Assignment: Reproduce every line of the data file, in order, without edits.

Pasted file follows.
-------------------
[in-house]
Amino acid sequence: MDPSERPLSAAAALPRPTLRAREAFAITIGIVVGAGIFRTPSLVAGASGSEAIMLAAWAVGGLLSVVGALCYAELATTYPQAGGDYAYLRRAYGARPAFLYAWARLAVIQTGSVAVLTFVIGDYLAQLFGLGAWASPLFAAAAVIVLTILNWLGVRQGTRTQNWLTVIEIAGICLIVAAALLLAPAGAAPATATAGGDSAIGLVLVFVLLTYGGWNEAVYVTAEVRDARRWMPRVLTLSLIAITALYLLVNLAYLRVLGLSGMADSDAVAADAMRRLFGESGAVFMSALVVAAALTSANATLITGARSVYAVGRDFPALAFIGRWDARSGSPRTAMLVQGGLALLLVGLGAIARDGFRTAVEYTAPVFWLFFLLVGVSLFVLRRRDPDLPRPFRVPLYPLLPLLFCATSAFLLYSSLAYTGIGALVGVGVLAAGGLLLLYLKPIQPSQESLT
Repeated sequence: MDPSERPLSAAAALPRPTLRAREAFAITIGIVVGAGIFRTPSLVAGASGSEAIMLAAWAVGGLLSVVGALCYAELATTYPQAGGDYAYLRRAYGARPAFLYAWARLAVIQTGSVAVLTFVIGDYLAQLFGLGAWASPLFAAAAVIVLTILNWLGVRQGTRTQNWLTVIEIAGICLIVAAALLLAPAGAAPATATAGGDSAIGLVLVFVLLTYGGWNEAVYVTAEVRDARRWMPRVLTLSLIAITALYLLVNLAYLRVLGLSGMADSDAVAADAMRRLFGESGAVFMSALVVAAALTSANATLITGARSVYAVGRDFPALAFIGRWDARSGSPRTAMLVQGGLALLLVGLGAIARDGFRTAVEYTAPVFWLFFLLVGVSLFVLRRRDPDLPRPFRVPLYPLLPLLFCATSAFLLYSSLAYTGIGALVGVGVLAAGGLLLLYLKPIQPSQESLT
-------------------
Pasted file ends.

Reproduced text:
[in-house]
Amino acid sequence: MDPSERPLSAAAALPRPTLRAREAFAITIGIVVGAGIFRTPSLVAGASGSEAIMLAAWAVGGLLSVVGALCYAELATTYPQAGGDYAYLRRAYGARPAFLYAWARLAVIQTGSVAVLTFVIGDYLAQLFGLGAWASPLFAAAAVIVLTILNWLGVRQGTRTQNWLTVIEIAGICLIVAAALLLAPAGAAPATATAGGDSAIGLVLVFVLLTYGGWNEAVYVTAEVRDARRWMPRVLTLSLIAITALYLLVNLAYLRVLGLSGMADSDAVAADAMRRLFGESGAVFMSALVVAAALTSANATLITGARSVYAVGRDFPALAFIGRWDARSGSPRTAMLVQGGLALLLVGLGAIARDGFRTAVEYTAPVFWLFFLLVGVSLFVLRRRDPDLPRPFRVPLYPLLPLLFCATSAFLLYSSLAYTGIGALVGVGVLAAGGLLLLYLKPIQPSQESLT
Repeated sequence: MDPSERPLSAAAALPRPTLRAREAFAITIGIVVGAGIFRTPSLVAGASGSEAIMLAAWAVGGLLSVVGALCYAELATTYPQAGGDYAYLRRAYGARPAFLYAWARLAVIQTGSVAVLTFVIGDYLAQLFGLGAWASPLFAAAAVIVLTILNWLGVRQGTRTQNWLTVIEIAGICLIVAAALLLAPAGAAPATATAGGDSAIGLVLVFVLLTYGGWNEAVYVTAEVRDARRWMPRVLTLSLIAITALYLLVNLAYLRVLGLSGMADSDAVAADAMRRLFGESGAVFMSALVVAAALTSANATLITGARSVYAVGRDFPALAFIGRWDARSGSPRTAMLVQGGLALLLVGLGAIARDGFRTAVEYTAPVFWLFFLLVGVSLFVLRRRDPDLPRPFRVPLYPLLPLLFCATSAFLLYSSLAYTGIGALVGVGVLAAGGLLLLYLKPIQPSQESLT